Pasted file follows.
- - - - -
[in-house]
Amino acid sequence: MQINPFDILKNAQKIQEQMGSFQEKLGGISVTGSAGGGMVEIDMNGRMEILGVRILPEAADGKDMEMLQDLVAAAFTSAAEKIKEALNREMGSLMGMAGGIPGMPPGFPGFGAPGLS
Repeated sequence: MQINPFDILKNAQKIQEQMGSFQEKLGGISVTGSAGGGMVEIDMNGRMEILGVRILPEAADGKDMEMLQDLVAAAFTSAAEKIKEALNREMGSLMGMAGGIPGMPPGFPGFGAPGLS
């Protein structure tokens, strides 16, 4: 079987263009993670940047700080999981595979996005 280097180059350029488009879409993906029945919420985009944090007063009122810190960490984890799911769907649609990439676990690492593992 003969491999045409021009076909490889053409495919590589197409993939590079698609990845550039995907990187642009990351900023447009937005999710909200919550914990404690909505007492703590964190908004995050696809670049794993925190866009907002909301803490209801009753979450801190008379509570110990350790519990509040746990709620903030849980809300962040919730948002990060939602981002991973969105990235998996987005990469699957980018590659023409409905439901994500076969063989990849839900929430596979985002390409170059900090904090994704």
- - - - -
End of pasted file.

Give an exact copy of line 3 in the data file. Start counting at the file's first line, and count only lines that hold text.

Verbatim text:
Repeated sequence: MQINPFDILKNAQKIQEQMGSFQEKLGGISVTGSAGGGMVEIDMNGRMEILGVRILPEAADGKDMEMLQDLVAAAFTSAAEKIKEALNREMGSLMGMAGGIPGMPPGFPGFGAPGLS